Skyglow Project

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Skyglow Project

Postby Babbalabba » Sat Sep 29, 2012 2:56 pm

Hello experts, I am doing "Using a Digital Camera to Measure Skyglow" project.

I got a copy of the flanders article, and since I wanted to convert my measurements to magnitude per square arcsecond, I am following his steps. So far, so good, but I also want to make a full sky brightness map like he did. After taking all the neccessary pictures, is there a program that can stich the photos I took together (no fisheye lens/metal sphere ;S) and color code them based on their pixel values? I want to prove that globe lights that shine in all directions scatter more light into the sky than a full-cutoff light, which focuses the light down on the ground. I picked 4 sites, ranging from severe skyglow to moderate. I noticed that the sites with more skyglow had more lights, and the lights were shining very brightly and were not focused with a cone, or other material. This is why I want to make the full sky maps, so I can indeed see that different kinds of lighting do make a differnce in skyglow!

Thanks,
An eager student ;)
Babbalabba
 
Posts: 3
Joined: Fri Sep 28, 2012 1:40 am
Occupation: Student: 8th grade
Project Question: Skyglow
Project Due Date: Oct.11
Project Status: I am conducting my research

Re: Skyglow Project

Postby hhemken » Wed Oct 03, 2012 3:17 pm

Hi Babbalabba,

I have successfully used Hugin (http://hugin.sourceforge.net/) a few times to stitch several photos together. For miscellaneous image processing, I would recommend GIMP (http://www.gimp.org/). Both are free, open source, multi-platform programs.

Good luck!
.
Heinz Hemken
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Re: Skyglow Project

Postby theborg » Wed Oct 03, 2012 3:47 pm

Hello Babbalabba,

Thank you for posting your question to Science Buddies. After doing some research concerning your topic, I think I've come up with something you may like to try. I haven't attempted it myself (my digital camera is not up for the task), but theoretically it should work. First though, unfortunately I don't see that there is any single software (at least in the range of free to cheep) that will stitch and perform individual pixel analysis and color code them based on intensity.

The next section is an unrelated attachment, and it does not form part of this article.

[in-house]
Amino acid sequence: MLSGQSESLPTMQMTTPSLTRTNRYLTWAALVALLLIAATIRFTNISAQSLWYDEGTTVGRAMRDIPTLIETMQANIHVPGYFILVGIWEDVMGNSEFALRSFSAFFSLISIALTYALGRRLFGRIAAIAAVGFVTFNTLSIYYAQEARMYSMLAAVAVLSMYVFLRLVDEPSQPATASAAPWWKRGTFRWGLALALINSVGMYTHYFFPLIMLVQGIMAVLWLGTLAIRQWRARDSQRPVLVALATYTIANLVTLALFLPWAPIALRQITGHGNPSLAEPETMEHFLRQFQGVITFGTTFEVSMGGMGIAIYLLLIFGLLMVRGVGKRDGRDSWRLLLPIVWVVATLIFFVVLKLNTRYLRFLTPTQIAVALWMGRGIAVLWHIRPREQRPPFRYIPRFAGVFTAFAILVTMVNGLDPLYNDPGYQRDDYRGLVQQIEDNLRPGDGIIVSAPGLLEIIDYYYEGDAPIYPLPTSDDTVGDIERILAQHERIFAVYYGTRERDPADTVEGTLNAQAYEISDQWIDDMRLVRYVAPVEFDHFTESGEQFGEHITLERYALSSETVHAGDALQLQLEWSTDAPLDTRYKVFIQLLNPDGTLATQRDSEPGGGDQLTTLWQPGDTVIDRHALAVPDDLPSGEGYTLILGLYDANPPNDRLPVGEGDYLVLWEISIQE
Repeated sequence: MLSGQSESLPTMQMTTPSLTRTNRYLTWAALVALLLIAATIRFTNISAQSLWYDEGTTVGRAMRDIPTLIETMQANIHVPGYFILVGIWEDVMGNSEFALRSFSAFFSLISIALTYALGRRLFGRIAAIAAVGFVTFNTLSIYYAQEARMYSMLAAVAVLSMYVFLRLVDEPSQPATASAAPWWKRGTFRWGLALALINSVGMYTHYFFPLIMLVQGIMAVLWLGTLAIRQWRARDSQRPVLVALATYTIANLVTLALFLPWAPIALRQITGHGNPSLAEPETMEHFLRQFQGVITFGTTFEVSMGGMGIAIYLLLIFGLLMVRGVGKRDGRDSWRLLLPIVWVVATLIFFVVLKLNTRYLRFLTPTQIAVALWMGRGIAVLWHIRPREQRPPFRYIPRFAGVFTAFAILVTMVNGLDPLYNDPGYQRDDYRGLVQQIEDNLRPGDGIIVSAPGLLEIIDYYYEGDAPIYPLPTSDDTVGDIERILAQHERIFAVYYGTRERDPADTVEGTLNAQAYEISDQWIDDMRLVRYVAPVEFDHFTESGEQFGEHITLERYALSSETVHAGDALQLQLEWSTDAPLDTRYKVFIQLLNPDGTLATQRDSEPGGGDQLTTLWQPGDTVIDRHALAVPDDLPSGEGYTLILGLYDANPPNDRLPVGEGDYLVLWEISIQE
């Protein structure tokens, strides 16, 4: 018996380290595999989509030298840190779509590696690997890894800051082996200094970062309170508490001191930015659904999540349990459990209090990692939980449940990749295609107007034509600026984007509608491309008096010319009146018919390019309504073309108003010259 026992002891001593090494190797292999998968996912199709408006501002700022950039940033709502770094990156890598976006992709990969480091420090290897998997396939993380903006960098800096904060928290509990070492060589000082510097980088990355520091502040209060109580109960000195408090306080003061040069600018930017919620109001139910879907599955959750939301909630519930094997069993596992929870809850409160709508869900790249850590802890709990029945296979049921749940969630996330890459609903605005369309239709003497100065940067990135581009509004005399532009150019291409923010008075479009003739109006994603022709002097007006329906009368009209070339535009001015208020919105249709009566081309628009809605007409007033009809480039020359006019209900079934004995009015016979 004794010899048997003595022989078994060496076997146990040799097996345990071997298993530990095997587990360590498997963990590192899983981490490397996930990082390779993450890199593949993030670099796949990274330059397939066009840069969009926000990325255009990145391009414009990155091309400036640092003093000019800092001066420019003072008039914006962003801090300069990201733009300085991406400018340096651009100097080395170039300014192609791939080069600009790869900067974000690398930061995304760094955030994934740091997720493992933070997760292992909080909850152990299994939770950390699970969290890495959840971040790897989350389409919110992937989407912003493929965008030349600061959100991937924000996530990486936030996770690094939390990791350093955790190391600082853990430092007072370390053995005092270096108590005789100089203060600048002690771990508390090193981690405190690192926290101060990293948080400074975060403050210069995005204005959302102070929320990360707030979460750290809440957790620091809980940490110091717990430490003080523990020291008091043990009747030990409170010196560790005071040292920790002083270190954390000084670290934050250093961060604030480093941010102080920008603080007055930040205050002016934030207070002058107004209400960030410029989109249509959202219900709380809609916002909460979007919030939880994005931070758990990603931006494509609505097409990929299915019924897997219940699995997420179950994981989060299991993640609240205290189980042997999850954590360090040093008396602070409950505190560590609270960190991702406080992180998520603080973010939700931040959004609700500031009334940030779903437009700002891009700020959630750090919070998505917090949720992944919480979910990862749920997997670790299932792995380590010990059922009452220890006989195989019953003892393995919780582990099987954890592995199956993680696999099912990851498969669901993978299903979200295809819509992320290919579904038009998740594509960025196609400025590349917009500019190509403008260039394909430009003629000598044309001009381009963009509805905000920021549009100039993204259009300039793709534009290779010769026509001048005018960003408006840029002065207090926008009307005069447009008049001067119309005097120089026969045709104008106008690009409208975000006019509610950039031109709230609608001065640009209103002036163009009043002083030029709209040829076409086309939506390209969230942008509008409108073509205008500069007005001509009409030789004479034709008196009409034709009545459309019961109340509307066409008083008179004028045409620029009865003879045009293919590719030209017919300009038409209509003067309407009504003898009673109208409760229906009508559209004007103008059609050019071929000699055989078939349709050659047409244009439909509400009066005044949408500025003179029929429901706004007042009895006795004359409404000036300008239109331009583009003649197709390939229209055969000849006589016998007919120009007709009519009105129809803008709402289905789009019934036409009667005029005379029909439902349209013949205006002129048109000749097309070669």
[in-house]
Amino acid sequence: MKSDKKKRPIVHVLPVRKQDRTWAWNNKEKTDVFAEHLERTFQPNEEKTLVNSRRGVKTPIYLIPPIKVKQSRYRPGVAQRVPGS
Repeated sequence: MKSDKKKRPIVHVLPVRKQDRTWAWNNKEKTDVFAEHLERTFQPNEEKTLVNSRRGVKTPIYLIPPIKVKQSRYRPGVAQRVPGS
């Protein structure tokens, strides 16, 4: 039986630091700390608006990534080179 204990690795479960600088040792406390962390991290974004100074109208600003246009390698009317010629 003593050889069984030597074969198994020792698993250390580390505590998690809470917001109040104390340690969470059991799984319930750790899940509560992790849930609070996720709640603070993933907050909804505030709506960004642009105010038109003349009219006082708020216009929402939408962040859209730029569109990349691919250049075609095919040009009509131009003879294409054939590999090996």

That being said, a good (free) image stitch program is called Hugin. A link to it's operation and the software can be found here: http://lifehacker.com/378490/stitch-pho ... e-software

I suggest taking your images encompassing the entire horizon and working your way up to Zenith with a nominal 20% - 30% image overlap, as suggested in the link. Using Hugin, stitch them together into a single image 0 to 360 degrees azimuth by 0 to 90 degrees elevation. Be sure to document very well which image corresponds to which look angle. Then using ImageJ, as suggested in the SB project procedures, analyze consecutive areas of the images using procedures from Step 7 thereby obtaining average pixel intensity for that area (vs intensity for every single pixel in each image). If you can, I would try to select sections of the images at some small increment like 1 or 0.5 degrees. Repeat this process until you've analyzed the entire panorama image you've created. Assign colors to intensity ranges (i.e. 0 < 100 = white; 101 < 200 = green; etc…) and plot them on a polar plot. You can do this in excel with some effort, but I’d look for a program, like matlab that can handle such operations much better. This will entail a lot of manual processing, but I think in this case “brute force” method is going to be your best bet.